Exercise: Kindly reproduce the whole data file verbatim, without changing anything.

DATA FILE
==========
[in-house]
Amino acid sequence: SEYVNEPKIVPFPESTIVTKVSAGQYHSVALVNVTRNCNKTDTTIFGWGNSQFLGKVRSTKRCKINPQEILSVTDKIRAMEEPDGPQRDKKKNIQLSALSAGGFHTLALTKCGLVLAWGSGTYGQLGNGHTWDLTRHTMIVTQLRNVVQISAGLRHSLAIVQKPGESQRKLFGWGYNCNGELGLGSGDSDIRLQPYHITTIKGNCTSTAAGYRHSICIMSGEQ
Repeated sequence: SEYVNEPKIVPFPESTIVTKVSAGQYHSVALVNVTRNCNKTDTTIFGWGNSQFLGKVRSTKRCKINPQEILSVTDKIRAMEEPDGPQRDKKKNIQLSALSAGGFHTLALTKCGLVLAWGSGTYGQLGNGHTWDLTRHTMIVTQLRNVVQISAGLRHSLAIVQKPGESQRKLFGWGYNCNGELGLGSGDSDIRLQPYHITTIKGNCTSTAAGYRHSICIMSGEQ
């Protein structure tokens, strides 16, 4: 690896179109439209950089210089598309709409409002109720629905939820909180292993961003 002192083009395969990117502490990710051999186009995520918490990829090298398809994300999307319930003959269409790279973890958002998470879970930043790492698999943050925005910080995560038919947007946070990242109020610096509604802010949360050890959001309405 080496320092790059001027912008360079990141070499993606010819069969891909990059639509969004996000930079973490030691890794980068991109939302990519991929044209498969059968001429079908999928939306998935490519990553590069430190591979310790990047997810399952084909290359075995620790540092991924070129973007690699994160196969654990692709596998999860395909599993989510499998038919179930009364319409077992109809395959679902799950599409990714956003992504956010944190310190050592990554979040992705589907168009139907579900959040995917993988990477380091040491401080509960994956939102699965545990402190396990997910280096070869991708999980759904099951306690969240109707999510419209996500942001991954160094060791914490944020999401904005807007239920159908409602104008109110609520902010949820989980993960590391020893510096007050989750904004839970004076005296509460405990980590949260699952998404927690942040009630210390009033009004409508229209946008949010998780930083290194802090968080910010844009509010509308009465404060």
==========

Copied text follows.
[in-house]
Amino acid sequence: SEYVNEPKIVPFPESTIVTKVSAGQYHSVALVNVTRNCNKTDTTIFGWGNSQFLGKVRSTKRCKINPQEILSVTDKIRAMEEPDGPQRDKKKNIQLSALSAGGFHTLALTKCGLVLAWGSGTYGQLGNGHTWDLTRHTMIVTQLRNVVQISAGLRHSLAIVQKPGESQRKLFGWGYNCNGELGLGSGDSDIRLQPYHITTIKGNCTSTAAGYRHSICIMSGEQ
Repeated sequence: SEYVNEPKIVPFPESTIVTKVSAGQYHSVALVNVTRNCNKTDTTIFGWGNSQFLGKVRSTKRCKINPQEILSVTDKIRAMEEPDGPQRDKKKNIQLSALSAGGFHTLALTKCGLVLAWGSGTYGQLGNGHTWDLTRHTMIVTQLRNVVQISAGLRHSLAIVQKPGESQRKLFGWGYNCNGELGLGSGDSDIRLQPYHITTIKGNCTSTAAGYRHSICIMSGEQ
């Protein structure tokens, strides 16, 4: 690896179109439209950089210089598309709409409002109720629905939820909180292993961003 002192083009395969990117502490990710051999186009995520918490990829090298398809994300999307319930003959269409790279973890958002998470879970930043790492698999943050925005910080995560038919947007946070990242109020610096509604802010949360050890959001309405 080496320092790059001027912008360079990141070499993606010819069969891909990059639509969004996000930079973490030691890794980068991109939302990519991929044209498969059968001429079908999928939306998935490519990553590069430190591979310790990047997810399952084909290359075995620790540092991924070129973007690699994160196969654990692709596998999860395909599993989510499998038919179930009364319409077992109809395959679902799950599409990714956003992504956010944190310190050592990554979040992705589907168009139907579900959040995917993988990477380091040491401080509960994956939102699965545990402190396990997910280096070869991708999980759904099951306690969240109707999510419209996500942001991954160094060791914490944020999401904005807007239920159908409602104008109110609520902010949820989980993960590391020893510096007050989750904004839970004076005296509460405990980590949260699952998404927690942040009630210390009033009004409508229209946008949010998780930083290194802090968080910010844009509010509308009465404060």